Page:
Wheelin’ and Dealin’
Several CROs talked about establishing more alliances and business arrangements with specialty providers. “Some full service CROs have set up various co-promotion agreements with specialty CROs, or ones in which big CROs will be able
to offer the services that the specialty CROs provide. A few years ago CROs were trying to develop and market their own EDC systems whereas now, they’re doing business deals with them,” said John R. Vogel, Ph.D., drug development consultant, John R. Vogel Associates, Inc. “It’s not anything that encumbers either side. So what that means to me is that CROs are recognizing that there’s a certain credibility with these specialty providers and, rather than compete with them where winner take all or loser lose all, they’re more inclined to develop a business relationship to get a piece of the action.” With Pharma cutting back on the number of CROs they use, the fervor to get on the list of preferred providers for all the big companies is quite prevalent in today’s market. Preferred provider status has moved away from agreements to use a CRO for a certain number of projects at a certain discount to just being on a company’s list.
Another area in which CROs are expanding is biomarkers (or genomic and proteomic approaches). Understanding the molecular basis of disease has been an approach to limit failure of drugs due to incorrect biological hypotheses. This entails a fundamental shift in the decision-making standard that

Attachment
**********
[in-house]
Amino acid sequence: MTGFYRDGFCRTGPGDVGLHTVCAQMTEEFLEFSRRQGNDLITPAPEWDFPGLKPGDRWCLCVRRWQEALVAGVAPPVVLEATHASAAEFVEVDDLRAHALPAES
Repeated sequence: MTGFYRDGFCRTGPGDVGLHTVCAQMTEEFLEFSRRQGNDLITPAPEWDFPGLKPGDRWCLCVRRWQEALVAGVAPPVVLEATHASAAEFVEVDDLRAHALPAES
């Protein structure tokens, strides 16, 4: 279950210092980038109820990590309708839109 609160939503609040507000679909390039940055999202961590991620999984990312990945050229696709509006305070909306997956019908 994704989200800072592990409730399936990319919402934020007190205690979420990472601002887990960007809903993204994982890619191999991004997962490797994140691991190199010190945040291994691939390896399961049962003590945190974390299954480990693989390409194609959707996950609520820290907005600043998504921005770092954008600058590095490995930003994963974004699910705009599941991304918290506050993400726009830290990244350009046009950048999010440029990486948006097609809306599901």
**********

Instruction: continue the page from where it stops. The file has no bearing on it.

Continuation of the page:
currently prevails throughout the Pharma industry. According to a recent IBM study this whole industry is changing dramatically. In the past, Big Pharma was basically interested in developing so-called blockbusters, billion-dollar drugs that sell tens of millions a day. “We’re moving toward being able to understand the genetic basis of diseases and genetic subtypes of diseases. We will be able to give people personalized medicine. The drug that is the best match for their specific disease taking into account their genomic components, is something we can explore with biomarkers,” an industry expert commented. “Biomarkers will enable the development of diagnostic kits that would allow you to separate disease types, so as companies develop drugs in the future, they’re not only going to have to develop specific drugs for a specific type of patient, they’re going to have to understand and develop the biomarker kits that will be part of using the drug. It’s going to make drug development more complex but it’s going to make it all work much better.” IBM says by 2010 this is going to very much
be the case.